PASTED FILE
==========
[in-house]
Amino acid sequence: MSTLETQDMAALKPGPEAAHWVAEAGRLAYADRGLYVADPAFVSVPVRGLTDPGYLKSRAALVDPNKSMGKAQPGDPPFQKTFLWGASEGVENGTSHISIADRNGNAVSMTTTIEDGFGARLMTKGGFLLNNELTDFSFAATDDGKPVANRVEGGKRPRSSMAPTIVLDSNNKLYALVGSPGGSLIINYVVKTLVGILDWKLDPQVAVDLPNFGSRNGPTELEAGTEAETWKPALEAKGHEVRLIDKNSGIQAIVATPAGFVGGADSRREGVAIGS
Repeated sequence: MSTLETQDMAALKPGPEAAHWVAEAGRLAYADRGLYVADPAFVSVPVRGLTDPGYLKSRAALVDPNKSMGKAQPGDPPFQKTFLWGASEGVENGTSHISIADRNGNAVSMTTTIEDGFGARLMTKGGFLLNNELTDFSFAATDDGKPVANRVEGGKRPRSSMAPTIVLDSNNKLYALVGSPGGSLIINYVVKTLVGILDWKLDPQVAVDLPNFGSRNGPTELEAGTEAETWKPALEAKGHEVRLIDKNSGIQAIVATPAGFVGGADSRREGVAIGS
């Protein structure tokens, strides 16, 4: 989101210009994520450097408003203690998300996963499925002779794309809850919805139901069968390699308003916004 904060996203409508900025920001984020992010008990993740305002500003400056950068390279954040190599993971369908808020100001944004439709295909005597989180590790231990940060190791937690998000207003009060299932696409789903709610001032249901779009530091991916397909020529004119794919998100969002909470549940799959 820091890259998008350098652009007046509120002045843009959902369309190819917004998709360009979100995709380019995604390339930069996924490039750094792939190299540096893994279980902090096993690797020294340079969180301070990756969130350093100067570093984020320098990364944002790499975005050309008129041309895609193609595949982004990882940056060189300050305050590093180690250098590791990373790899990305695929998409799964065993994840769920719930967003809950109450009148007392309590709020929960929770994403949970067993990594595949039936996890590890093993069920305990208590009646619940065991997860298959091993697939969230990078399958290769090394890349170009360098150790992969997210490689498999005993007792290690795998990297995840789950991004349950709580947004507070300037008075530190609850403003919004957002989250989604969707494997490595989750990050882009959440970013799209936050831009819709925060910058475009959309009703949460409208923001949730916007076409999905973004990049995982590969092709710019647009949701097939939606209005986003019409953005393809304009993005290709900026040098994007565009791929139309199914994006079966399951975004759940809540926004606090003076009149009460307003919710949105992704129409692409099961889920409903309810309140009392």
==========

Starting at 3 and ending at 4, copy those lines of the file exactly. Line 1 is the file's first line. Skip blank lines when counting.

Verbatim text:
Repeated sequence: MSTLETQDMAALKPGPEAAHWVAEAGRLAYADRGLYVADPAFVSVPVRGLTDPGYLKSRAALVDPNKSMGKAQPGDPPFQKTFLWGASEGVENGTSHISIADRNGNAVSMTTTIEDGFGARLMTKGGFLLNNELTDFSFAATDDGKPVANRVEGGKRPRSSMAPTIVLDSNNKLYALVGSPGGSLIINYVVKTLVGILDWKLDPQVAVDLPNFGSRNGPTELEAGTEAETWKPALEAKGHEVRLIDKNSGIQAIVATPAGFVGGADSRREGVAIGS
């Protein structure tokens, strides 16, 4: 989101210009994520450097408003203690998300996963499925002779794309809850919805139901069968390699308003916004 904060996203409508900025920001984020992010008990993740305002500003400056950068390279954040190599993971369908808020100001944004439709295909005597989180590790231990940060190791937690998000207003009060299932696409789903709610001032249901779009530091991916397909020529004119794919998100969002909470549940799959 820091890259998008350098652009007046509120002045843009959902369309190819917004998709360009979100995709380019995604390339930069996924490039750094792939190299540096893994279980902090096993690797020294340079969180301070990756969130350093100067570093984020320098990364944002790499975005050309008129041309895609193609595949982004990882940056060189300050305050590093180690250098590791990373790899990305695929998409799964065993994840769920719930967003809950109450009148007392309590709020929960929770994403949970067993990594595949039936996890590890093993069920305990208590009646619940065991997860298959091993697939969230990078399958290769090394890349170009360098150790992969997210490689498999005993007792290690795998990297995840789950991004349950709580947004507070300037008075530190609850403003919004957002989250989604969707494997490595989750990050882009959440970013799209936050831009819709925060910058475009959309009703949460409208923001949730916007076409999905973004990049995982590969092709710019647009949701097939939606209005986003019409953005393809304009993005290709900026040098994007565009791929139309199914994006079966399951975004759940809540926004606090003076009149009460307003919710949105992704129409692409099961889920409903309810309140009392």